The movement of CDMR was started in Brazil and its frequency is about 4-18% [19]. The most known reason of CS was previous caesarean section [20]. Women tend to have caesarean section birth if the previous birth was a caesarean child, the child is breech or the mother suffered APH [21]. Among socio-economic factors, education, increased age, wealth index, living area, and receiving institutional antenatal care are at higher risk of having C section. Fever/vaginal discharge around delivery, birth weight, mother’s age, education level of mother, birth order, residence, place of delivery and antenatal visits were important determinants of caesarean section [22]. Common determinants of CS in Egypt are younger age, first pregnancy, receiving antenatal care during pregnancy, ever experiencing a terminated pregnancy and residing in urban area [14]. In northern area of Bangladesh, previous c-section, pregnancyinduced swollen of leg, prolonged labour, mothers’ education level, maternal age more than 25 years, low birth order, length of baby more than 45 cm and insufficiency of balanced diet contributed significantly for caesarean delivery [23]. Worldwide, a very few studies have been carried out to see the determinants of C section deliveries. In the present study, an attempt has been taken to find out the association of some socioeconomic, demographic and clinical variables with the conduction of caesarian deliveries.

Methodology

The present study incorporates data from the Bangladesh Demographic and Health Survey (BDHS) 2014, conducted by National Institute of Population Research and Training (NIPORT), Ministry of Health and Family Welfare, Bangladesh. In the data set a nationally representative sample of 17863 ever-married women aged10–49 years were selected using a multistage probability proportional-tosize sample design. The survey employs both household as well as individual characteristics of the women. This study is based on the different factors of C section and therefore information on C-section, antenatal care, home care and delivery care were also collected for all live births by caesarian (n=4626) from the survey data set conducted from June to November 2014.

Dependent Variable

This study addresses the dependent variable as whether the last live birth was by caesarian or not and coded as binary variables (1=if it was a caesarian case, 0=not a caesarian baby). It is noteworthy that data are taken only for the last live birth.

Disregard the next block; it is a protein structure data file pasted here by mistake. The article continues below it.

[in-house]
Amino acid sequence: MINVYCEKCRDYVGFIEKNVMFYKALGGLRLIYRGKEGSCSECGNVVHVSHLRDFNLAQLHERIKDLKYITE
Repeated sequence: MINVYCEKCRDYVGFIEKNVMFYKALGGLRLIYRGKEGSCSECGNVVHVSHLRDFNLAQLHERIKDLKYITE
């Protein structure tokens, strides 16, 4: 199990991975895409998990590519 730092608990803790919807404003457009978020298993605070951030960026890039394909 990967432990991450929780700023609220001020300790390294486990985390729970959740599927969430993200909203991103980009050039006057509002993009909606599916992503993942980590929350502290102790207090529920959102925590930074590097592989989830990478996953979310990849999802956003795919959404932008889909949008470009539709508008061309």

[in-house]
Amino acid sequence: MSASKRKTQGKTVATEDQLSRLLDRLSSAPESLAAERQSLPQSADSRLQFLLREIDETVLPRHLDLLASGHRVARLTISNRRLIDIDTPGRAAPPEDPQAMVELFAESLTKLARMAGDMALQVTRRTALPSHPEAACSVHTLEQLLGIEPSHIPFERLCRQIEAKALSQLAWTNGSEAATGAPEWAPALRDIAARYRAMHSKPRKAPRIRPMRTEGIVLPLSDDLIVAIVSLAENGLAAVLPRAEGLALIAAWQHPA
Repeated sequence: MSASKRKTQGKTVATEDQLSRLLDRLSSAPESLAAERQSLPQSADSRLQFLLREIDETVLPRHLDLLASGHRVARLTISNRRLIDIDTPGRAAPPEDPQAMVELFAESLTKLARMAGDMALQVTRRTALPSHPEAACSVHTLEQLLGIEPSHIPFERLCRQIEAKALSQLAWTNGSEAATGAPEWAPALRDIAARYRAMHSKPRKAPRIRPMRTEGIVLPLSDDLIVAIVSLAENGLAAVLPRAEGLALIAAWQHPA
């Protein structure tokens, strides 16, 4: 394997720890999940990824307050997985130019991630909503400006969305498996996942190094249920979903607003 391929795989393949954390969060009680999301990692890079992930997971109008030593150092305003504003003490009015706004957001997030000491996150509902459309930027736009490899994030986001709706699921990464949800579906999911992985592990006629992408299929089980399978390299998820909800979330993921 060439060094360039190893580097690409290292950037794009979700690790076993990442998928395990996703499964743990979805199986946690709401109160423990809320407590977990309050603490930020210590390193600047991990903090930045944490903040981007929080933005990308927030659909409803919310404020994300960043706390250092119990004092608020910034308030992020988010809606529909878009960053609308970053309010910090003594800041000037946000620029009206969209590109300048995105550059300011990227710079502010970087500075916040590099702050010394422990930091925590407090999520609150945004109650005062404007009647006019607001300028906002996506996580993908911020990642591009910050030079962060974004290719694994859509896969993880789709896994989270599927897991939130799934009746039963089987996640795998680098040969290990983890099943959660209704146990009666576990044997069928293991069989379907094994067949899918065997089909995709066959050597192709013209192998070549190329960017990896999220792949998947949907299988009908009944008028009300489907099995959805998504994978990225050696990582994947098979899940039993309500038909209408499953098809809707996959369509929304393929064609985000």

Independent variables

A few selected demographic characteristics of women including other factors of caesarian are taken as the explanatory variables constituting age of respondents (≤ 20 years, 21-29 years, ≥30 years) residence (urban, rural), division (Barisal, Chittagong, Dhaka, Khulna, Rajshahi, Rangpur, Sylhet, level of education (no education, incomplete primary, complete primary, incomplete secondary, complete secondary or higher), respondents’ age at last birth (<20 years, 20-34 years, 35 and more), births in last three years (1, >1), ever had a terminated pregnancy (no, yes), wanted pregnancy at the time of last delivery (then, later, no more), antenatal care provider (skilled, unskilled), antenatal visits during last pregnancy (don’t know/No or one, 2, 3, 4 or more), no of home visits (don’t know or < 4, 4 or more), place of delivery (public sectors, others), size of child at last birth (larger than average, average, smaller than average). In the current study these independent factors are addressed to find out their association with c section delivery.

Data analysis

To investigate the objective of the study first descriptive statistics (frequency and percentage) were used to assess the relationship between the dependent and the set of explanatory variables. To examine the significance of bivariate relationships chi-square test was used. It is noteworthy that the bivariate analysis between an outcome and an explanatory variable depicts the association in isolation from other independent variables and does not take into account the order of the categories of any variables either. On the contrary a bivariate logistic regression model considers the effect of other variables while dealing with the association with the dependent variable and an independent variable [24]. SPSS 16 was used for the analysis.

Results

Differential patterns of factors associated with c section delivery

C section is becoming common in recent times. A total of 4626 live births were delivered because of c section. The percentage of C-section births is sometimes considered to be a proxy indicator of women’s access to skilled care for complicated deliveries [25]. There are many reasons behind C section in Bangladesh shown in Table 1.

Reasons Weighted frequency Percentage (%)
Convenience 68 6.1
Not wanting to go through labor pain 46 4.1
Mal presentation 235 21.3
Premature baby 15 1.3
Cord Prolapsed 9 0.8
Multiple births 3 0.3
Failure to progress in labor 112 10.1
Pre-eclampsia 14 1.3
Diabetes 5 .5
Previous C-sec 152 13.7
Less pressure on baby’s brain 49 4.4
Other complications during delivery 349 31.6
Others 49 4.4

Table 1: Frequency distribution of the reasons of caesarian live births.